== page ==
Ten Secrets for Developing a Website That Converts

The development of a high-converting website is not an accident. And it is not out of reach. It may be interesting to consider that one of the greatest barriers to developing a great website that converts is that you may be too close to the details of your company. That’s right. You may not have the distance necessary to see what is really great about you. Or how to best describe your products and services in a way that resonates with and motives your target audience to take the next step. To help them choose to take action.

Here are some ideas that you can implement right now or as you develop your next website.

Define Your Target Markets. Most businesses have several market segments they could target. You’d want to make these groupings based on characteristics, similarity of needs, of behavior, or any other factor that would make them discrete and different from the other groups. For example, your target markets could be based on industries or they could be based on the lifecycle stage of your customers. Once you have these groupings, you will want to prioritize them based on opportunity, and then focus on just a few.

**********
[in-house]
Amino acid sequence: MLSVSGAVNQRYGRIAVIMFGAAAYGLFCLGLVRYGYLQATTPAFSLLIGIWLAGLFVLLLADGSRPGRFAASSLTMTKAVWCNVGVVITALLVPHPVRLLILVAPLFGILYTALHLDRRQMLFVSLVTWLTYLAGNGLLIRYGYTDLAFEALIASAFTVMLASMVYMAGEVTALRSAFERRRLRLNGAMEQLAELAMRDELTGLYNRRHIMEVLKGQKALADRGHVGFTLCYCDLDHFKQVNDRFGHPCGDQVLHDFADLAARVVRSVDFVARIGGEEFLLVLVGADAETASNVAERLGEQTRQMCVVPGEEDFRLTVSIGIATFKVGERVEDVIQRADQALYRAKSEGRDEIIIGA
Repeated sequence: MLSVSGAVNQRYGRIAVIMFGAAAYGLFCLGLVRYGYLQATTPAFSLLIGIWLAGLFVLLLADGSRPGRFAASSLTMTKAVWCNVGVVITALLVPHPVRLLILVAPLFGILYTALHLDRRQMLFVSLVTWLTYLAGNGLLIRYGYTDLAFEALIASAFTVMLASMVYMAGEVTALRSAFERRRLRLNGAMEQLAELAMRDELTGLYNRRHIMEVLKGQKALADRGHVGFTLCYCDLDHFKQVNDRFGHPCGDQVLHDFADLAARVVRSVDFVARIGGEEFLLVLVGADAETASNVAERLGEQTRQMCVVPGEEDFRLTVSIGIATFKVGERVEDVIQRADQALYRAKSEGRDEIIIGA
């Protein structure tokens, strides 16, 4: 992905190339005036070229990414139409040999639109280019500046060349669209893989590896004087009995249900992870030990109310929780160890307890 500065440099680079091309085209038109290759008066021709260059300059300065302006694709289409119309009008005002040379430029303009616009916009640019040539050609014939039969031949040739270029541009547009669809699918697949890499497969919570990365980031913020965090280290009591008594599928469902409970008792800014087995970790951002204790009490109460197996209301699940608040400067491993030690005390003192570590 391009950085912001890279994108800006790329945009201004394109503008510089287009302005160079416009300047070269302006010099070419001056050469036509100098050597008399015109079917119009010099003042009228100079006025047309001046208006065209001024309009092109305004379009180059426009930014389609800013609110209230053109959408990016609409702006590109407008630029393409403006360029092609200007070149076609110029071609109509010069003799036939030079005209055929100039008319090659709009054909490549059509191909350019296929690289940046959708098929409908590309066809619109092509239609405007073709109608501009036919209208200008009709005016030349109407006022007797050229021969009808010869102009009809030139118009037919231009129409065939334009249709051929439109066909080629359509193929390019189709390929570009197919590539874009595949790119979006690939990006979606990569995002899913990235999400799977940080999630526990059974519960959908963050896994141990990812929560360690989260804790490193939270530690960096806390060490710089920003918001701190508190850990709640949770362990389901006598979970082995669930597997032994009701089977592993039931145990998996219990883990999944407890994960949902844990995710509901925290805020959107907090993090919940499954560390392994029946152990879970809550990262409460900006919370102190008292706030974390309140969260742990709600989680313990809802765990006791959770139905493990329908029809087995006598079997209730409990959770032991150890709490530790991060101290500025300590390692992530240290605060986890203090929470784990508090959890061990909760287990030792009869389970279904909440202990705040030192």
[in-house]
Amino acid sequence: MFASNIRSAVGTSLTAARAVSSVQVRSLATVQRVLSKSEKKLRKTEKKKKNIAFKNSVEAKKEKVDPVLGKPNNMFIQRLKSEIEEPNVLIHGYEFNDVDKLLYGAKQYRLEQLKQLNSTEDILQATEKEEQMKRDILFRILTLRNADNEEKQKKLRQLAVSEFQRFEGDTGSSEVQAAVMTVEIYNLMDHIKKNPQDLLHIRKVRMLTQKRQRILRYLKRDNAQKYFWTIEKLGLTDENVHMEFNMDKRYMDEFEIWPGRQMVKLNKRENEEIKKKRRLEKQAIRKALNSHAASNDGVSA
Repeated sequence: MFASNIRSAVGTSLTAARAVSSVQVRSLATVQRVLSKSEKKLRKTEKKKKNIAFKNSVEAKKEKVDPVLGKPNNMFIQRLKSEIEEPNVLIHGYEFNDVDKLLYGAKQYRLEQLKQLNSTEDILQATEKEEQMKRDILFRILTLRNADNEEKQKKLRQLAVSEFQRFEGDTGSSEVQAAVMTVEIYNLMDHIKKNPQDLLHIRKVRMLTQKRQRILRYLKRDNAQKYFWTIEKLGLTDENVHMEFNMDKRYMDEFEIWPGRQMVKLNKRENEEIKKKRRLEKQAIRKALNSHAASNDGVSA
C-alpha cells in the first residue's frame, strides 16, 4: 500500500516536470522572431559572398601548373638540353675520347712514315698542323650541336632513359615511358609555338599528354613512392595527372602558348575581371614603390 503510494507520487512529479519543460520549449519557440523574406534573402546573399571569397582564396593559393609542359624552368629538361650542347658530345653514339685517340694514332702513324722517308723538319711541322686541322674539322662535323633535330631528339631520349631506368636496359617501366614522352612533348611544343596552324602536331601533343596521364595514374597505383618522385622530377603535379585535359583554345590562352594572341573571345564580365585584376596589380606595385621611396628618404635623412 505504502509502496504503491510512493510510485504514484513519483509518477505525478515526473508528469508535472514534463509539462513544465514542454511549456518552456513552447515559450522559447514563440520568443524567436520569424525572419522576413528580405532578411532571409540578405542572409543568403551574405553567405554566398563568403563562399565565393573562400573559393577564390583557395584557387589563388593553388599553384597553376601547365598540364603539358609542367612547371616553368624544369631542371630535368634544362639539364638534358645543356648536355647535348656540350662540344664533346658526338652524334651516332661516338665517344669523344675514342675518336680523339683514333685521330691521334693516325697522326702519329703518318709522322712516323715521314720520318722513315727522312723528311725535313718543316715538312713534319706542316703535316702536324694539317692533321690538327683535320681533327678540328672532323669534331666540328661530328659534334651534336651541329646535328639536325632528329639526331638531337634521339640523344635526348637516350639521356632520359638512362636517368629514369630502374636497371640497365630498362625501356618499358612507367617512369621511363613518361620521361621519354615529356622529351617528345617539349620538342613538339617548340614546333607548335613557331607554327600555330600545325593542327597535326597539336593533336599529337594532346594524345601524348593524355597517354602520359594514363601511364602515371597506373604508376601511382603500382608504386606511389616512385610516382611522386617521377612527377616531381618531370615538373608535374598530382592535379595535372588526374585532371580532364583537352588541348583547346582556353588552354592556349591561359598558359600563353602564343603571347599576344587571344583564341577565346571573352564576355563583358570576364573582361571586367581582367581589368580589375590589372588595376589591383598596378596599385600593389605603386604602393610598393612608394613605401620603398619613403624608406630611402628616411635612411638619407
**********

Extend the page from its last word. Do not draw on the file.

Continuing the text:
Write to Representative Personas. Once you have selected your target market segments, you will want to develop ‘personas’ for each. A persona is simply a fleshed out description of a person that is representative of that target segment. In large companies with huge budgets, this can get quite sophisticated. But it doesn’t have to be; it simply has to be at a level of detail that you now can ‘speak’ to that person in a conversational tone that will make sense to them. The persona is a way for you to be able to engage in a livelier or meaningful way with your audience. Your communication becomes more one-on-one, and your message will be richer in tone.

Communicate What Differentiates You From Competition. An important exercise prior to developing your website, during your strategy phase, is to spend time thinking about the question, “Why should someone choose to do business with me”? For many businesses, this is a very difficult question to answer. Again, being too close to the business may give you blind spot as to how you compare to other alternatives. Asking your customers is a great way to learn about what you do well (and why it matters), and can help you gain the clarity of your differentiating factors. Once you know what’s different about you, weave that information consistently through your content.